"We have a Legislature that is completely out of touch with the state of Arizona," Roberts says. "That's not their fault. It's our fault."

The Legislature is actually more balanced now than it was before the 2012 elections, with Republicans outnumbering Democrats 17-13 in the Senate and 36-24 in the House. But the edge is still enough to allow the GOP to rule both chambers with impunity. The religious-freedom bill passed on mostly party-line votes. And the conservatism that marks the Legislature goes beyond Querard's clientele. Yarbrough, for example, who sponsored S.B. 1062 and heads a caucus known as the Arizona Values Action Team, isn't a Querard client and has run traditional campaigns. "Arizona is a right-of-center state," Yarbrough says. "Our legislation represents that."

Two years ago, using her perch at the newspaper, Roberts launched a public crusade to "de-kook" the Legislature, one that came complete with pennants and campaign-style buttons. She identified her top 10 "kooks" and advocated for their ouster. No. 1 was Carl Seel, a Republican representative from Phoenix. At the time, Seel, a former member of "minuteman" militia on the border, was best known for being an adherent to the "birther" movement who met with Donald Trump in Manhattan to discuss how to push President Obama to certify his origins.

Seel, a client of Querard who was first elected in 2008, won again in 2012 despite Roberts's efforts. He sponsored a bill this session that would it make it a crime for an undocumented alien to attend a public school, drive on a public road, or use a public bathroom. Second on the list was Republican Sen. Judy Burges of Sun City, another Querard client. She won, too. She's the prime sponsor of the bill this session that would require the feds to obtain permission from the local sheriff before enforcing any laws.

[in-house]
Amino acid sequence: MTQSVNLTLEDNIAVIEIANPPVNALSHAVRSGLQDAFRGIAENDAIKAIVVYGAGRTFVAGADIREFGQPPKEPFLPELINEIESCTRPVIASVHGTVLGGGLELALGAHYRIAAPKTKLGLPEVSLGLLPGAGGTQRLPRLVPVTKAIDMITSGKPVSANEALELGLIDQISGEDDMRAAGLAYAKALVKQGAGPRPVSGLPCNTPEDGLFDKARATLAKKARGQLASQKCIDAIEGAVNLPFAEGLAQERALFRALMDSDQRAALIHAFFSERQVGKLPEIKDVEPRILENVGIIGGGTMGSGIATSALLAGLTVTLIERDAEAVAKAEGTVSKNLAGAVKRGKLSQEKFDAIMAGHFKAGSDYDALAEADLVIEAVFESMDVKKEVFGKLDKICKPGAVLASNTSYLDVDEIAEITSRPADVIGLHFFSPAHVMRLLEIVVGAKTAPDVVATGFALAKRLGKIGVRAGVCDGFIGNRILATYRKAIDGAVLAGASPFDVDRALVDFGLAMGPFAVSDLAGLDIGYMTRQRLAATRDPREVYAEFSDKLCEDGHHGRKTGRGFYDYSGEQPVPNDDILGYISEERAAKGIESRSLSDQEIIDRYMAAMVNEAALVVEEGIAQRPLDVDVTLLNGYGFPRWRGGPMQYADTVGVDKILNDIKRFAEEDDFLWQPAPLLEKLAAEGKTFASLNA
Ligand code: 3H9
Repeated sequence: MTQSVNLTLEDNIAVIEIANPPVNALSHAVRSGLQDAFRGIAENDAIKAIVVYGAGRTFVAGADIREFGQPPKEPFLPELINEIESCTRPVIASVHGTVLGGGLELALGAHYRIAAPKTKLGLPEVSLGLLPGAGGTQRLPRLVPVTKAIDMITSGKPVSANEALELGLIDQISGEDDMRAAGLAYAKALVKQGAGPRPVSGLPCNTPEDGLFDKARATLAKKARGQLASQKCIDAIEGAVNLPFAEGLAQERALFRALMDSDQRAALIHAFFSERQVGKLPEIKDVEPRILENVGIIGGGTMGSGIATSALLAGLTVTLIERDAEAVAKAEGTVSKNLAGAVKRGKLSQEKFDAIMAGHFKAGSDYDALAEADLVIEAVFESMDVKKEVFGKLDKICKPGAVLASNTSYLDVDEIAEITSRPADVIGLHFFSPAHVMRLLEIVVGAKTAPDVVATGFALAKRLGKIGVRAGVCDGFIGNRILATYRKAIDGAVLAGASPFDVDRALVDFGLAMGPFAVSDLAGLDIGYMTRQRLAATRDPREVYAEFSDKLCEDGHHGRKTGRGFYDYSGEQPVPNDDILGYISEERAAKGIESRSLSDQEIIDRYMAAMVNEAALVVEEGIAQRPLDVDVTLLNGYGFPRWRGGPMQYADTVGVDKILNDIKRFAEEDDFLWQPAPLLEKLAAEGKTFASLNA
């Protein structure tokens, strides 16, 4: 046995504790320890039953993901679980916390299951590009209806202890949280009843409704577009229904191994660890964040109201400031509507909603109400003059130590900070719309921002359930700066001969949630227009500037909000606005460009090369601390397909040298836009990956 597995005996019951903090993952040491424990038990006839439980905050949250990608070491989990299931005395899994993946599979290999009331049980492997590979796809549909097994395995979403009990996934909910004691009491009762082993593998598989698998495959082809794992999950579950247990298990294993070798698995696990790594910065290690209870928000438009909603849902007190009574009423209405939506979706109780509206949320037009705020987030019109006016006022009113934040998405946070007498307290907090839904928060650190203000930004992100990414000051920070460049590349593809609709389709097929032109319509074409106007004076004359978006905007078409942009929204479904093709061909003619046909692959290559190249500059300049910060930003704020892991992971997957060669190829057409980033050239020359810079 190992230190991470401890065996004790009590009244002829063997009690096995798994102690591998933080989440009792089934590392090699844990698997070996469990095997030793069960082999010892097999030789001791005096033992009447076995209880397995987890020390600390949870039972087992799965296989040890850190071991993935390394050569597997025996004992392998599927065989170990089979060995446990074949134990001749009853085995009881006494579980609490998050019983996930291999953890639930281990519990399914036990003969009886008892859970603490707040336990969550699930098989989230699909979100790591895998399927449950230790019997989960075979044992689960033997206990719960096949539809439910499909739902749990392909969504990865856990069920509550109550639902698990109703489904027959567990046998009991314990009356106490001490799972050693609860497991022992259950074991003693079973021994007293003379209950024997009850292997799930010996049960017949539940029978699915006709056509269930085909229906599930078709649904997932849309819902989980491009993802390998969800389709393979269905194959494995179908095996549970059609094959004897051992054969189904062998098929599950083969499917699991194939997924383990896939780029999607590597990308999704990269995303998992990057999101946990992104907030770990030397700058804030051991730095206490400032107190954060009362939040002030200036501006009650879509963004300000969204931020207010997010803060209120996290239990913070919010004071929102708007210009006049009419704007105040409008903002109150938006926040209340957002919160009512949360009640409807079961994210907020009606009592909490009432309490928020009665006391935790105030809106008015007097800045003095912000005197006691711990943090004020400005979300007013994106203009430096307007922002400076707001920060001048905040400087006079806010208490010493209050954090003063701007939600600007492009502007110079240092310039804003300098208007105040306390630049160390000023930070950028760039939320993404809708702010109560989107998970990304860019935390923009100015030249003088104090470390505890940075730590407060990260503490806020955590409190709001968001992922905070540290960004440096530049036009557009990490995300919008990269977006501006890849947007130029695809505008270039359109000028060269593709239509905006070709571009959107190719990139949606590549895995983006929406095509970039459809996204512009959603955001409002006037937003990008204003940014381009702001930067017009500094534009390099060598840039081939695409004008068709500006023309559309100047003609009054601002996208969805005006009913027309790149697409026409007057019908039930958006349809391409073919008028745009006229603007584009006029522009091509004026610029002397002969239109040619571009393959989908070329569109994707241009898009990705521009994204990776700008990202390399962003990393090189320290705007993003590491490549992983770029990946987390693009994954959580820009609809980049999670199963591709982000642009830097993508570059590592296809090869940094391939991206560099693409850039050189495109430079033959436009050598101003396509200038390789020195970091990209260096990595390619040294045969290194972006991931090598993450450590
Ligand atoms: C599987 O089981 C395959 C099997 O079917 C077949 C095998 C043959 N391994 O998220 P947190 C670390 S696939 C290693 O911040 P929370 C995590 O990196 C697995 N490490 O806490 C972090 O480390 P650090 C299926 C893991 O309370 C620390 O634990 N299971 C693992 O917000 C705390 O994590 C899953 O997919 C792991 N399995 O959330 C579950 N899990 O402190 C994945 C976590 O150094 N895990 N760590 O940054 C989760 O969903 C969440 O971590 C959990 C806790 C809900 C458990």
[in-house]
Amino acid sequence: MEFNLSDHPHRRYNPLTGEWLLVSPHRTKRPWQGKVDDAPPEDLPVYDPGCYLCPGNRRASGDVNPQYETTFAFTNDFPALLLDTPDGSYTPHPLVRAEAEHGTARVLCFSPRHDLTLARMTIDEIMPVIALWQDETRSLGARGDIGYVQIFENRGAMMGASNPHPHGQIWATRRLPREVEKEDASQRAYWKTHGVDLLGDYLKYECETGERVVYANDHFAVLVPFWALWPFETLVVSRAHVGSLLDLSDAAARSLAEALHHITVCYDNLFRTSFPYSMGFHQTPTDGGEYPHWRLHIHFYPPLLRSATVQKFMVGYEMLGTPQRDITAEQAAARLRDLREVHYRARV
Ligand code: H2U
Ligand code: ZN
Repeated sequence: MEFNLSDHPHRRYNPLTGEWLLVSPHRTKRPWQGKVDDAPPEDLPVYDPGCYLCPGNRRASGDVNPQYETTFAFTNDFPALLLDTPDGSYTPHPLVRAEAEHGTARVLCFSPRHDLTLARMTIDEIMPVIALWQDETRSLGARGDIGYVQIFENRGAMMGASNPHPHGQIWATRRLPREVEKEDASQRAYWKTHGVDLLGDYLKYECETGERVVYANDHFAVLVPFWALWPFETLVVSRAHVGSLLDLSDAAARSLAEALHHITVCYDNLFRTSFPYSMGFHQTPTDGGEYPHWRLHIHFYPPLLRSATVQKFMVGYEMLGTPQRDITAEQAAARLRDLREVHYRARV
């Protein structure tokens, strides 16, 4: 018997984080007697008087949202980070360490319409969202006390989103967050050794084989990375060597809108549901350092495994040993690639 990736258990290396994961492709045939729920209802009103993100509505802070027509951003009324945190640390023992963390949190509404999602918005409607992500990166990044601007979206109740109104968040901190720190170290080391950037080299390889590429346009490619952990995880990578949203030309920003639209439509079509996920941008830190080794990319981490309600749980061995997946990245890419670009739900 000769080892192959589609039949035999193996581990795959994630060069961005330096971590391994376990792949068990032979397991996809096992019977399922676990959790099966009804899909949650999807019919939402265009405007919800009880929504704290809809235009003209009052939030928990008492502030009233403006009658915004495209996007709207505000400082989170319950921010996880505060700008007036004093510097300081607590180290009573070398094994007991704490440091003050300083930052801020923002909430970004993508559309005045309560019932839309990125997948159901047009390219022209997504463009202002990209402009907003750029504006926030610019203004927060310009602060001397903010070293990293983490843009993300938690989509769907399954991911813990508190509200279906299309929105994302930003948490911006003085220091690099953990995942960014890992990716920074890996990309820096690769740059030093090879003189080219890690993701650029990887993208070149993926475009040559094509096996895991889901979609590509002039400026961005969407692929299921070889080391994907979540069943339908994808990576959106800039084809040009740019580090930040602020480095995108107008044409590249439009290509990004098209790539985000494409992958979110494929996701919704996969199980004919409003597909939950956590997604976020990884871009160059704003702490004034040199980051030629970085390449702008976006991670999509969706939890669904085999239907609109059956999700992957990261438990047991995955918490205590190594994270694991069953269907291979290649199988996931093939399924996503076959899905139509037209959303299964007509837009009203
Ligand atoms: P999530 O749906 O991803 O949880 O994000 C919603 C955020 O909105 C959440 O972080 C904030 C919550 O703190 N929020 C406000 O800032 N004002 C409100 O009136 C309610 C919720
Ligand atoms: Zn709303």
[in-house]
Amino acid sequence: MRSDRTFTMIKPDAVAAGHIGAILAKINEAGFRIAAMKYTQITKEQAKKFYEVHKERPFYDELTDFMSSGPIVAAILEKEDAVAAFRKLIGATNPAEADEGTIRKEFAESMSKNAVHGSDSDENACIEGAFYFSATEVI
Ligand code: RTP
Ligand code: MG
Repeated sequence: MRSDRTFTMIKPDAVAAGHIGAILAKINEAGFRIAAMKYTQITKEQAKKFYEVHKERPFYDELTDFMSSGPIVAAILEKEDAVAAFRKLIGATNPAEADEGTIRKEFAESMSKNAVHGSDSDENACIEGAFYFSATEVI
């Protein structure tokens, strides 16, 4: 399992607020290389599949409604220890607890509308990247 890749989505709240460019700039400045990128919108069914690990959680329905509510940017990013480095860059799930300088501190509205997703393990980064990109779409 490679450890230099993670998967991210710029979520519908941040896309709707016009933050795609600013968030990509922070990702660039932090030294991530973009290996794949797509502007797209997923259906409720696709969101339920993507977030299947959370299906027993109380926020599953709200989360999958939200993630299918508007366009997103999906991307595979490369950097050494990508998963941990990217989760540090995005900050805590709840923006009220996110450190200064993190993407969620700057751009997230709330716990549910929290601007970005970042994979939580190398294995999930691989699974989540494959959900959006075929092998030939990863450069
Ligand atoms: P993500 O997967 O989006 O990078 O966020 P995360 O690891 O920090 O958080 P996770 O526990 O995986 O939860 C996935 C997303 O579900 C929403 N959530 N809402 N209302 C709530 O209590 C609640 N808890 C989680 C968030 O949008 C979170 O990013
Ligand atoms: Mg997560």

"Sadly, the kooks still reign," Roberts says. "It's a damn shame. It's a beautiful state. We're held hostage by a small group of ideologues. But we let it. We don't vote."


Arizona lags behind the nation in terms of voter turnout, and it's especially true in the state primaries, which occur in the dead of the Arizona summer (read: when it's an egg-frying 110 degrees). In 2012, just 28 percent of all registered voters cast a primary ballot—and because the legislative districts have been fashioned to give the GOP strong registration edges in a majority of districts, voters had little reason to come out. Few of the races promised to be competitive.

"It isn't hard to get elected to the Legislature," says Scott Smith, the Republican mayor of Mesa who is running to replace Brewer. "I think we have a new silent majority. Now the people who used to be engaged aren't engaged."

Figures released this month by the Arizona Secretary of State's Office help make Smith's argument. A plurality of state voters (34.9 percent) now outnumber both Republicans (34.7 percent) and Democrats (29.5 percent), a rarity matched by just eight other states, including Colorado and New Jersey, according to the centrist think tank Third Way.